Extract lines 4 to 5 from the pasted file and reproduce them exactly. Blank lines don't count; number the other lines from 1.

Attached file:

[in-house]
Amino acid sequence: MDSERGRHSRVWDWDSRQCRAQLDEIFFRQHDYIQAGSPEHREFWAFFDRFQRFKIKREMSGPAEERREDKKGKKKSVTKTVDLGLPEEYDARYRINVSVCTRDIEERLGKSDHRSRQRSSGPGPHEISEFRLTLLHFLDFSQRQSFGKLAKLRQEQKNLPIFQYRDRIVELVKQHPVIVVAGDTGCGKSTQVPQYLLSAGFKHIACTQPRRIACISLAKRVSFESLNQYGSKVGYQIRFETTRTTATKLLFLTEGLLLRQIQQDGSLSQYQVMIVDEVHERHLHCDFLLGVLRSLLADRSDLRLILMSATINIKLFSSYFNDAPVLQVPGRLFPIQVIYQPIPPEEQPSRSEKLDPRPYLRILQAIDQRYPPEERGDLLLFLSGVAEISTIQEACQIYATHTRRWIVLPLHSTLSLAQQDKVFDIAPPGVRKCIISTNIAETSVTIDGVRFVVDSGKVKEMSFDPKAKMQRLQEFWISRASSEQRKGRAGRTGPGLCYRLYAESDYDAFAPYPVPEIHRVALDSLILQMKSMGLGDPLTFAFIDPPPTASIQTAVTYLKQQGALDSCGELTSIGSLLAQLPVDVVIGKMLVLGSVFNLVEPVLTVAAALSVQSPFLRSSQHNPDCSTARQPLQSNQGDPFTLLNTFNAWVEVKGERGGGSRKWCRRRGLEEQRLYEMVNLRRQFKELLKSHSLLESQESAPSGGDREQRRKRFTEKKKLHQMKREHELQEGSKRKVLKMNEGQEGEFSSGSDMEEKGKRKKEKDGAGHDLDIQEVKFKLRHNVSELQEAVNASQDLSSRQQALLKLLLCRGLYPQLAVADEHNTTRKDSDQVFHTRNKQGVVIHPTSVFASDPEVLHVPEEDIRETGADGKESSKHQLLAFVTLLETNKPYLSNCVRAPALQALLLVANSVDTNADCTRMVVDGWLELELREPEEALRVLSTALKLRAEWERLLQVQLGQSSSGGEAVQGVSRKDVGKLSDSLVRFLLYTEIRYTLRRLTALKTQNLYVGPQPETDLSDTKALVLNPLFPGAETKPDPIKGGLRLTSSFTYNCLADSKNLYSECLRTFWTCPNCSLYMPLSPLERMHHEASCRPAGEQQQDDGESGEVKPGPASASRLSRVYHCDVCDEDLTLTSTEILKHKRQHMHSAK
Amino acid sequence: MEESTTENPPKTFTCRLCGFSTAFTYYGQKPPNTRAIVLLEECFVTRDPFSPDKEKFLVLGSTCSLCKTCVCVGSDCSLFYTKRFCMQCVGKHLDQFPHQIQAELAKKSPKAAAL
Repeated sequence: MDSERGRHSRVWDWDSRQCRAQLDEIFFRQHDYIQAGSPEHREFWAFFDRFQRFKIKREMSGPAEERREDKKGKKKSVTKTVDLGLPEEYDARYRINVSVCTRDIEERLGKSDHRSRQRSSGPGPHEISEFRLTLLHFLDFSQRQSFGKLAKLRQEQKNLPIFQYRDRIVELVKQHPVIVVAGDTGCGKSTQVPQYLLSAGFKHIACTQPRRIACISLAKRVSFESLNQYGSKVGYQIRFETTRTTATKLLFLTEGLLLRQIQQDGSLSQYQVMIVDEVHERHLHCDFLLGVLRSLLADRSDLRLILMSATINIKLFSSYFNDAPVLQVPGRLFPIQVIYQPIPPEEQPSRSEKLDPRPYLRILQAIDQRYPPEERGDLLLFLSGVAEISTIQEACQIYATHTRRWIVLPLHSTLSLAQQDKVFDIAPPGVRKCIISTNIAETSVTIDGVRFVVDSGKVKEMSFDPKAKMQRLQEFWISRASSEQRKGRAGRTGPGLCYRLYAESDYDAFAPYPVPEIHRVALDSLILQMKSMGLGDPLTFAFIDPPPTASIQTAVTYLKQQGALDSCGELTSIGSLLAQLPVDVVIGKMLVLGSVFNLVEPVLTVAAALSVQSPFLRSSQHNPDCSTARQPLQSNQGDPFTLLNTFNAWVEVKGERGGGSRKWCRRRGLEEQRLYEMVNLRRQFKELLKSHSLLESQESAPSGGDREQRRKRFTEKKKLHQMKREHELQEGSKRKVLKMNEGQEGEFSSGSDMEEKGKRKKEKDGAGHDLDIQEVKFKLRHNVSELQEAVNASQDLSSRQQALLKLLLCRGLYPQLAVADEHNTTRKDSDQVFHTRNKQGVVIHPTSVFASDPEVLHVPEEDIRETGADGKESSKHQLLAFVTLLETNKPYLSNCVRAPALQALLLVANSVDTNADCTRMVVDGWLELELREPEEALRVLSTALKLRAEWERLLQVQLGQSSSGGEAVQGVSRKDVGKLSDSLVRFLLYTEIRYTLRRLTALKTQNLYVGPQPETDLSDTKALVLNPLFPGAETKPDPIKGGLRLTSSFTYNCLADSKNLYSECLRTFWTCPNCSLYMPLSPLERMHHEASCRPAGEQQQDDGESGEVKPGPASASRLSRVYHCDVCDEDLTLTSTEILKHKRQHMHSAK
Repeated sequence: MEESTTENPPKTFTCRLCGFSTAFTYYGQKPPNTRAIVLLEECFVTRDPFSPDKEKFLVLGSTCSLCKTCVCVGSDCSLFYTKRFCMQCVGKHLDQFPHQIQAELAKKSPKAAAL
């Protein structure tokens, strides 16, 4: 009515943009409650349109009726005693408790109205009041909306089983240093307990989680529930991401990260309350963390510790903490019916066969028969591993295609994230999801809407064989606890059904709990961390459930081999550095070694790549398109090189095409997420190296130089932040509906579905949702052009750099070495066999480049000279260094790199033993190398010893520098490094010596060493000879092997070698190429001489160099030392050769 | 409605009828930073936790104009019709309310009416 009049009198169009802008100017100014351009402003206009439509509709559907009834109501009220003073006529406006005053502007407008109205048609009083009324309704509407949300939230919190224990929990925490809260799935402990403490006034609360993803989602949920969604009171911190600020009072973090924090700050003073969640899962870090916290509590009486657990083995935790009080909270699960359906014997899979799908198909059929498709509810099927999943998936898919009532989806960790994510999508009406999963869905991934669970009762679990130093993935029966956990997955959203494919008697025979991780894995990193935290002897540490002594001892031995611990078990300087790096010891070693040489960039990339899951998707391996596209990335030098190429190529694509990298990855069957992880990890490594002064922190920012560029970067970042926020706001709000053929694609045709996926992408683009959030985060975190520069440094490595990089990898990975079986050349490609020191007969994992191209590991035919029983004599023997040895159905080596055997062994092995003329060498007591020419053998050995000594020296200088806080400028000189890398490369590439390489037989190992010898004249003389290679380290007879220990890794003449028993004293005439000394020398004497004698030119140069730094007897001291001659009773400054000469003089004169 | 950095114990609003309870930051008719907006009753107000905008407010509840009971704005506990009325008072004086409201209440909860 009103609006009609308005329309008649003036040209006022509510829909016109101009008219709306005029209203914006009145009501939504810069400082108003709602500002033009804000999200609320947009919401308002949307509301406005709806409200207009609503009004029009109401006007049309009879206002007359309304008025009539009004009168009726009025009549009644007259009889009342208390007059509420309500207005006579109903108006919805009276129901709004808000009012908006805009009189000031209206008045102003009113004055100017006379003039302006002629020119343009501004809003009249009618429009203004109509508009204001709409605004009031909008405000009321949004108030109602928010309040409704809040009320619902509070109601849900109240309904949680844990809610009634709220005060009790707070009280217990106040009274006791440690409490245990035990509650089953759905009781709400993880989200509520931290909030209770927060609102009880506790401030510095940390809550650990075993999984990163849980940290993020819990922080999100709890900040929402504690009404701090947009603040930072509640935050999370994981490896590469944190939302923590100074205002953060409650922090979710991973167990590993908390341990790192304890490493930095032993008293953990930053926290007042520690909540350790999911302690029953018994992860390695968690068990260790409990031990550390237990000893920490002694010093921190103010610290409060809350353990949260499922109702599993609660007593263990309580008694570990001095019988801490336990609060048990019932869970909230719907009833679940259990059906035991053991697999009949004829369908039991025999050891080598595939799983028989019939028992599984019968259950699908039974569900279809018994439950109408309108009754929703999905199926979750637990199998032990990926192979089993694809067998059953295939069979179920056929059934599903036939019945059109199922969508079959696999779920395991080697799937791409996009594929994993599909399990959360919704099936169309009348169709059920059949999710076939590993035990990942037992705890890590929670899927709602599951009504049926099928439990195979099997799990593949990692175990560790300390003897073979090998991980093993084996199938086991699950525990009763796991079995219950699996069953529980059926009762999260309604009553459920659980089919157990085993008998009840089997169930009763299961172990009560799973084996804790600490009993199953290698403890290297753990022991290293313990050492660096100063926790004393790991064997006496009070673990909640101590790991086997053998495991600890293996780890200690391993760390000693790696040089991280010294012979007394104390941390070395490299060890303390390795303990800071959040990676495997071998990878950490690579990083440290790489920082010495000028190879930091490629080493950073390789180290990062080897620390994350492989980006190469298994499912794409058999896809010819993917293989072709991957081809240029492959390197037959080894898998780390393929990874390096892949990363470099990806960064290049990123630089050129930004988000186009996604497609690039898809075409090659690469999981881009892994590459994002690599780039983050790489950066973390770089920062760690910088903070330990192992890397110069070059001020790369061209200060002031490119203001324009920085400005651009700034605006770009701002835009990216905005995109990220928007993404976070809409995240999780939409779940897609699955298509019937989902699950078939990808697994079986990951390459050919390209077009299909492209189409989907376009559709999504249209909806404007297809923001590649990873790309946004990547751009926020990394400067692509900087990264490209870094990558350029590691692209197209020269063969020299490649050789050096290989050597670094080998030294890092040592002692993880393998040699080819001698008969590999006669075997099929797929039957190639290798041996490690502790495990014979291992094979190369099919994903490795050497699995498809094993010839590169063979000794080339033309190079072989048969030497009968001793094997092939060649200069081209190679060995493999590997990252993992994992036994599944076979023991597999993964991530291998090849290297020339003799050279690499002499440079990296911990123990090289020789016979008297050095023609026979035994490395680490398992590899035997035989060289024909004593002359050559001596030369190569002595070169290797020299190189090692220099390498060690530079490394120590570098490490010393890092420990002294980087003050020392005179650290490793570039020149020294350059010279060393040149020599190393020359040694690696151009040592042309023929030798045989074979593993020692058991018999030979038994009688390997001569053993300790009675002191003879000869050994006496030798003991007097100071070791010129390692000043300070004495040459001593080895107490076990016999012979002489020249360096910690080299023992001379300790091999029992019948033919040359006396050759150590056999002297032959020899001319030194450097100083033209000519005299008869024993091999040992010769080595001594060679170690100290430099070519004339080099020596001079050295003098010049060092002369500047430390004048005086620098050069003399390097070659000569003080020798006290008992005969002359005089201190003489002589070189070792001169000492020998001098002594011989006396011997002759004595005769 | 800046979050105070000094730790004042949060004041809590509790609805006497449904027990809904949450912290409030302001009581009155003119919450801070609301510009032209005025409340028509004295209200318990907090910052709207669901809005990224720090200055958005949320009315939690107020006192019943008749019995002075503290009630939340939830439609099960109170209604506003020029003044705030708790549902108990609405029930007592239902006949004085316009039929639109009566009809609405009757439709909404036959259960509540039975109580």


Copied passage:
Repeated sequence: MDSERGRHSRVWDWDSRQCRAQLDEIFFRQHDYIQAGSPEHREFWAFFDRFQRFKIKREMSGPAEERREDKKGKKKSVTKTVDLGLPEEYDARYRINVSVCTRDIEERLGKSDHRSRQRSSGPGPHEISEFRLTLLHFLDFSQRQSFGKLAKLRQEQKNLPIFQYRDRIVELVKQHPVIVVAGDTGCGKSTQVPQYLLSAGFKHIACTQPRRIACISLAKRVSFESLNQYGSKVGYQIRFETTRTTATKLLFLTEGLLLRQIQQDGSLSQYQVMIVDEVHERHLHCDFLLGVLRSLLADRSDLRLILMSATINIKLFSSYFNDAPVLQVPGRLFPIQVIYQPIPPEEQPSRSEKLDPRPYLRILQAIDQRYPPEERGDLLLFLSGVAEISTIQEACQIYATHTRRWIVLPLHSTLSLAQQDKVFDIAPPGVRKCIISTNIAETSVTIDGVRFVVDSGKVKEMSFDPKAKMQRLQEFWISRASSEQRKGRAGRTGPGLCYRLYAESDYDAFAPYPVPEIHRVALDSLILQMKSMGLGDPLTFAFIDPPPTASIQTAVTYLKQQGALDSCGELTSIGSLLAQLPVDVVIGKMLVLGSVFNLVEPVLTVAAALSVQSPFLRSSQHNPDCSTARQPLQSNQGDPFTLLNTFNAWVEVKGERGGGSRKWCRRRGLEEQRLYEMVNLRRQFKELLKSHSLLESQESAPSGGDREQRRKRFTEKKKLHQMKREHELQEGSKRKVLKMNEGQEGEFSSGSDMEEKGKRKKEKDGAGHDLDIQEVKFKLRHNVSELQEAVNASQDLSSRQQALLKLLLCRGLYPQLAVADEHNTTRKDSDQVFHTRNKQGVVIHPTSVFASDPEVLHVPEEDIRETGADGKESSKHQLLAFVTLLETNKPYLSNCVRAPALQALLLVANSVDTNADCTRMVVDGWLELELREPEEALRVLSTALKLRAEWERLLQVQLGQSSSGGEAVQGVSRKDVGKLSDSLVRFLLYTEIRYTLRRLTALKTQNLYVGPQPETDLSDTKALVLNPLFPGAETKPDPIKGGLRLTSSFTYNCLADSKNLYSECLRTFWTCPNCSLYMPLSPLERMHHEASCRPAGEQQQDDGESGEVKPGPASASRLSRVYHCDVCDEDLTLTSTEILKHKRQHMHSAK
Repeated sequence: MEESTTENPPKTFTCRLCGFSTAFTYYGQKPPNTRAIVLLEECFVTRDPFSPDKEKFLVLGSTCSLCKTCVCVGSDCSLFYTKRFCMQCVGKHLDQFPHQIQAELAKKSPKAAAL